- Is there enough content? Most pages should have more than 150 words at a minimum. Product and services pages should be around 500-800 words.
- Is the content broken up using headers, bullet points and imagery? Structuring content for readability improves the ability for search engines to understand the content of the page.
- Does the content read well and make sense? Content is one of the most important ranking factors. High quality content should be well written and have a good readability score.
- Is there alt-text and descriptions for images? This helps search engines understand the non-text content. Images can be better indexed and used in rich snippets and the Knowledge Panel in search engine results.
- Is there enough original content on the page? Best practice SEO uses a minimal amount of duplicate content, while plagiarised content could have very detrimental effects on SEO performance. Use a service like Copyscape to scan for plagiarised content.
- Have you identified target keywords for the page? Often the target keyword will be the product or service. But analysing search data will match your product with the language of potential customers. The AdWords Keyword Planner tool is a good place to start finding this search data.
- Do the keywords appear on the page enough (or too much)? Keywords need to appear evenly throughout the page at a reasonable density (ideally 2-3%). Use this keyword analyser tool to analyse text or a URL.
- Are there stuffed keywords on the page? A 'stuffed' keyword is any keyword in the text that appears unnatural. Stuffing a page with keywords can dramatically harm rankings or even risk picking up a Google penalty.
- Are keywords in the headings? Where possible, include the target keywords in prominent parts on the page, such as headings. This signals to search engines (and users) what the content of the page will be about.
4.3 Metadata, descriptions and title tags
- Does the page have unique meta descriptions? While meta descriptions do not have a direct effect on page ranking, they do improve click-through rates in search engine results. That means more clicks and more traffic to the page.
- Are title tags optimised? Title tags should be short but informative and contain the target keyword. Titles too long will be cut off in search engine results.
4.4 Internal links
- Do links appear on the page? Make sure that your on-page hyperlinks point to related products, services or topics. However, excessive linking is could be damaging, while too many redundant links will diminish any SEO benefit.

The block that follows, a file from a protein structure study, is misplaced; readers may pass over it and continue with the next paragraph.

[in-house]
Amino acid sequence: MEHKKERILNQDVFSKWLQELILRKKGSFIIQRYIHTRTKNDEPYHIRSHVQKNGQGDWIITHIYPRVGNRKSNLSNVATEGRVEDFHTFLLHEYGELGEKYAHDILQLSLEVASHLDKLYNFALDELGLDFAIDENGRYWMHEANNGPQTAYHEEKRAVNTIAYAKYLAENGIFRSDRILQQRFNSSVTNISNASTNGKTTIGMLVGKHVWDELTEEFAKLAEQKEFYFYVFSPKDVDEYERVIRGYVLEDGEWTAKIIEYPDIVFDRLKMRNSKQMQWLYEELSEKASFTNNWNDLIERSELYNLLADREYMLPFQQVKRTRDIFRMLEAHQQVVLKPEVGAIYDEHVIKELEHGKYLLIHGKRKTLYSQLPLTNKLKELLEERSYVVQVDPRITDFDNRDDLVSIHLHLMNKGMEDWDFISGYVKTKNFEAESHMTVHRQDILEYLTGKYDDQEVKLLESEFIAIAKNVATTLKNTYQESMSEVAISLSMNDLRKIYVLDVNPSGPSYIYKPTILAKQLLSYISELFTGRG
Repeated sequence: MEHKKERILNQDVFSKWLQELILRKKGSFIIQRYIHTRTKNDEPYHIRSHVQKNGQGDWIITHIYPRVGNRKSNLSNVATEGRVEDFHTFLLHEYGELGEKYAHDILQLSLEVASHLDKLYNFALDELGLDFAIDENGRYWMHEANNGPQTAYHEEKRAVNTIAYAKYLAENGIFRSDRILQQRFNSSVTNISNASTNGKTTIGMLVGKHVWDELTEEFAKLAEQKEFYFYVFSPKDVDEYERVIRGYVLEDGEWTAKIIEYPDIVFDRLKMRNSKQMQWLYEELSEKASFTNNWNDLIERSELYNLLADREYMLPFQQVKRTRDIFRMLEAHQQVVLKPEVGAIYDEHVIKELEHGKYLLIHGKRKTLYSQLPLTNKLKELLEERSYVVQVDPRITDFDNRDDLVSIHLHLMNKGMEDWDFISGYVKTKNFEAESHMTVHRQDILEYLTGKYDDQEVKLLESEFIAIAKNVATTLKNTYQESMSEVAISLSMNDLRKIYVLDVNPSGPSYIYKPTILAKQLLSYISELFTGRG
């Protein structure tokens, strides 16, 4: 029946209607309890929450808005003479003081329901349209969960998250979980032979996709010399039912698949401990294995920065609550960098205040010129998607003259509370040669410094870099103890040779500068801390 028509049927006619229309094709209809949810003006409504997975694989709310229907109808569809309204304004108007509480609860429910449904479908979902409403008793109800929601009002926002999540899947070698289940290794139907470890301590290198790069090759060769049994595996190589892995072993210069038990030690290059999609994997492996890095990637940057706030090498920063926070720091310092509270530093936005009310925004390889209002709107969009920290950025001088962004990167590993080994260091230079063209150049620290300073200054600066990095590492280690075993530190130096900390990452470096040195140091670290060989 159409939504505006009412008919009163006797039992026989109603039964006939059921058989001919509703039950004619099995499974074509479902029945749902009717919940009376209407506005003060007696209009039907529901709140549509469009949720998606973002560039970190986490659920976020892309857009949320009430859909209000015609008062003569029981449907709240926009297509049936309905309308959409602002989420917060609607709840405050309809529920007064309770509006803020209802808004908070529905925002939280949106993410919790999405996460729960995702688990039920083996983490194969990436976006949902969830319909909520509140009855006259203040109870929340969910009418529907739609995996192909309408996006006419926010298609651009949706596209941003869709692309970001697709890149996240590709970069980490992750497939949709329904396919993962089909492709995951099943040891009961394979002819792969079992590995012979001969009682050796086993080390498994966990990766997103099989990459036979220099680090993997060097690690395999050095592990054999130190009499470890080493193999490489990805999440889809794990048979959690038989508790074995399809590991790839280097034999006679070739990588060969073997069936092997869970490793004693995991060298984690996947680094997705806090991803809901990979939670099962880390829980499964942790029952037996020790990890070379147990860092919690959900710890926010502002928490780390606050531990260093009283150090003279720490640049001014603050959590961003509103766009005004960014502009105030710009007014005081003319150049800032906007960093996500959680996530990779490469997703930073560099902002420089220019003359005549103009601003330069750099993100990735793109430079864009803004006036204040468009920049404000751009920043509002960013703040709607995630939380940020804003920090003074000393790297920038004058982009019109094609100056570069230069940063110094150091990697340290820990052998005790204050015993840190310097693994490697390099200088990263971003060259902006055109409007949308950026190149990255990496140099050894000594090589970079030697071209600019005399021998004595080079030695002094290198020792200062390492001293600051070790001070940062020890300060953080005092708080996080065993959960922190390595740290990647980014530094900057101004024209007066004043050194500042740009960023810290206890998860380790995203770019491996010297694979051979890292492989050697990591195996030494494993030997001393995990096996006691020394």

- Does 'anchor text' cover keywords? Anchor text is the text on a hyperlink. This reveals contextual information to both users and search engines about the linking page.
- Are any links broken? Use a tool like Google Search Console or Screaming Frog to undercover any 'broken links' – links that do not point to an existing page.
- Make sure broken links are set up with redirects. A redirect is forwarding one URL to another URL. Using redirects, users will land on the correct page and search engines will understand that the page has moved permanently. A '301' redirect is a permanent redirect that is the most suitable for SEO.
5. Auditing backlinks (off-site SEO)
5.1 Link profile
- Assess your link profile. Your backlink profile measures the overall strength of links pointing to your website. Most links need to be coming from reputable, authoritative sources related to your business or industry.
- Set up monitors and alerts. Be sure to protect your business from low quality links pointing to your site by setting up email alerts from Google Search Console.
5.2 Remove low quality links
- Identify low quality or spam links. Use services such as Majestic, Moz and SEMrush to check links, their quality and traffic volumes to their domain. Low quality 'spammy' links with no value to your site need to be removed as soon as possible.
- Report and disavow spam links. As a first step, report spam to Google. As an extra precaution, update your website’s disavowed links list with the suspicious links.
6. Find an SEO consultant (optional)
Optimising these factors and more will improve your business's ranking in search engine results. But to see large improvements in SEO performance, you may want to hire the services of an SEO agency. An SEO agency can help optimise technical factors, as well as develop and implement an on-going SEO strategy.
Talk to our specialist team for SEO agency services in Melbourne. We can guide you through our approach and how we can grow your business.
Digital360 on 15 May 2017